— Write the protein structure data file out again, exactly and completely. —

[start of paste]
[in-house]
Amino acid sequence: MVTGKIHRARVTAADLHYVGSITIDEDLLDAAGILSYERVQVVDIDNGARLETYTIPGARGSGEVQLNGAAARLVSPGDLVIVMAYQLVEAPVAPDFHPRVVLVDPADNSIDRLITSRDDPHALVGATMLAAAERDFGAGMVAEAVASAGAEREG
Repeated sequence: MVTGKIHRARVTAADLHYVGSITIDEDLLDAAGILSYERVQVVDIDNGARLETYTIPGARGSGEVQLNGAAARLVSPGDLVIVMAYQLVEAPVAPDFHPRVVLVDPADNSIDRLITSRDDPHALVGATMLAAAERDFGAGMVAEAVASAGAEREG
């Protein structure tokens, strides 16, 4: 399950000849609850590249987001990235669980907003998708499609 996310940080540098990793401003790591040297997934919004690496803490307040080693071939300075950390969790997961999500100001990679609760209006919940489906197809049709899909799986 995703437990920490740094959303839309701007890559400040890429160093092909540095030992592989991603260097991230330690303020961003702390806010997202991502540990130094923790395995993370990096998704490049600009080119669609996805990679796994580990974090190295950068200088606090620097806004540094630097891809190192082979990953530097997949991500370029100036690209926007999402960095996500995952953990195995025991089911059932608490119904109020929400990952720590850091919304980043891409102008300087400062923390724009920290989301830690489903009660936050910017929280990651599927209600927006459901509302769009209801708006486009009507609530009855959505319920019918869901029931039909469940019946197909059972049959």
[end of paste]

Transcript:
[in-house]
Amino acid sequence: MVTGKIHRARVTAADLHYVGSITIDEDLLDAAGILSYERVQVVDIDNGARLETYTIPGARGSGEVQLNGAAARLVSPGDLVIVMAYQLVEAPVAPDFHPRVVLVDPADNSIDRLITSRDDPHALVGATMLAAAERDFGAGMVAEAVASAGAEREG
Repeated sequence: MVTGKIHRARVTAADLHYVGSITIDEDLLDAAGILSYERVQVVDIDNGARLETYTIPGARGSGEVQLNGAAARLVSPGDLVIVMAYQLVEAPVAPDFHPRVVLVDPADNSIDRLITSRDDPHALVGATMLAAAERDFGAGMVAEAVASAGAEREG
């Protein structure tokens, strides 16, 4: 399950000849609850590249987001990235669980907003998708499609 996310940080540098990793401003790591040297997934919004690496803490307040080693071939300075950390969790997961999500100001990679609760209006919940489906197809049709899909799986 995703437990920490740094959303839309701007890559400040890429160093092909540095030992592989991603260097991230330690303020961003702390806010997202991502540990130094923790395995993370990096998704490049600009080119669609996805990679796994580990974090190295950068200088606090620097806004540094630097891809190192082979990953530097997949991500370029100036690209926007999402960095996500995952953990195995025991089911059932608490119904109020929400990952720590850091919304980043891409102008300087400062923390724009920290989301830690489903009660936050910017929280990651599927209600927006459901509302769009209801708006486009009507609530009855959505319920019918869901029931039909469940019946197909059972049959």